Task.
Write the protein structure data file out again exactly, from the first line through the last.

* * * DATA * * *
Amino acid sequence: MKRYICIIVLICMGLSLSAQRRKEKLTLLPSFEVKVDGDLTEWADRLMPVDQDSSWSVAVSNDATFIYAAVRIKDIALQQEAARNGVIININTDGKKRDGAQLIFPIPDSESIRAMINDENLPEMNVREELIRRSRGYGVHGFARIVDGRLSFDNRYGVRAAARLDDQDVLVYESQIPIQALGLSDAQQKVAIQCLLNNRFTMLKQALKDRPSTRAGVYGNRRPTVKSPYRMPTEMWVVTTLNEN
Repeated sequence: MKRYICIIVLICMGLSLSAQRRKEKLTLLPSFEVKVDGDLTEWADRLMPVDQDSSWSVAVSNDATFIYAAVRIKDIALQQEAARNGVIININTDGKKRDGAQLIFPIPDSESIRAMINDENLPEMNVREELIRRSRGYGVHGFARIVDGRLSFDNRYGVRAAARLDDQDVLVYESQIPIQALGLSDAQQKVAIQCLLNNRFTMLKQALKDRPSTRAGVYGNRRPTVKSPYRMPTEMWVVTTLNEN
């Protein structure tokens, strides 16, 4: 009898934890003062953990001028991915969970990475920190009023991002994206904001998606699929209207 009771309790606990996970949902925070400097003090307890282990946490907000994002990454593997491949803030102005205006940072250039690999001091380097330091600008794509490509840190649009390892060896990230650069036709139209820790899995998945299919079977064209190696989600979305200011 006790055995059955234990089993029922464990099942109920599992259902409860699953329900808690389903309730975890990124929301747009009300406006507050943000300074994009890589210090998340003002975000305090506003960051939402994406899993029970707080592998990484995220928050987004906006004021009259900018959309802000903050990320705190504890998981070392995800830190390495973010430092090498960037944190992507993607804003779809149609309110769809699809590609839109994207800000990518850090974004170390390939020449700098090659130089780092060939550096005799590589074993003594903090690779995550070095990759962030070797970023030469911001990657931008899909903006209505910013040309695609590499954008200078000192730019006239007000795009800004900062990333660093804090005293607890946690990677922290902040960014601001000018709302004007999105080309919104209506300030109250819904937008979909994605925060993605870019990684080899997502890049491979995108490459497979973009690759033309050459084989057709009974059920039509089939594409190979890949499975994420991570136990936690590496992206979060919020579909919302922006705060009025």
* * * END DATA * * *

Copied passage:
Amino acid sequence: MKRYICIIVLICMGLSLSAQRRKEKLTLLPSFEVKVDGDLTEWADRLMPVDQDSSWSVAVSNDATFIYAAVRIKDIALQQEAARNGVIININTDGKKRDGAQLIFPIPDSESIRAMINDENLPEMNVREELIRRSRGYGVHGFARIVDGRLSFDNRYGVRAAARLDDQDVLVYESQIPIQALGLSDAQQKVAIQCLLNNRFTMLKQALKDRPSTRAGVYGNRRPTVKSPYRMPTEMWVVTTLNEN
Repeated sequence: MKRYICIIVLICMGLSLSAQRRKEKLTLLPSFEVKVDGDLTEWADRLMPVDQDSSWSVAVSNDATFIYAAVRIKDIALQQEAARNGVIININTDGKKRDGAQLIFPIPDSESIRAMINDENLPEMNVREELIRRSRGYGVHGFARIVDGRLSFDNRYGVRAAARLDDQDVLVYESQIPIQALGLSDAQQKVAIQCLLNNRFTMLKQALKDRPSTRAGVYGNRRPTVKSPYRMPTEMWVVTTLNEN
């Protein structure tokens, strides 16, 4: 009898934890003062953990001028991915969970990475920190009023991002994206904001998606699929209207 009771309790606990996970949902925070400097003090307890282990946490907000994002990454593997491949803030102005205006940072250039690999001091380097330091600008794509490509840190649009390892060896990230650069036709139209820790899995998945299919079977064209190696989600979305200011 006790055995059955234990089993029922464990099942109920599992259902409860699953329900808690389903309730975890990124929301747009009300406006507050943000300074994009890589210090998340003002975000305090506003960051939402994406899993029970707080592998990484995220928050987004906006004021009259900018959309802000903050990320705190504890998981070392995800830190390495973010430092090498960037944190992507993607804003779809149609309110769809699809590609839109994207800000990518850090974004170390390939020449700098090659130089780092060939550096005799590589074993003594903090690779995550070095990759962030070797970023030469911001990657931008899909903006209505910013040309695609590499954008200078000192730019006239007000795009800004900062990333660093804090005293607890946690990677922290902040960014601001000018709302004007999105080309919104209506300030109250819904937008979909994605925060993605870019990684080899997502890049491979995108490459497979973009690759033309050459084989057709009974059920039509089939594409190979890949499975994420991570136990936690590496992206979060919020579909919302922006705060009025």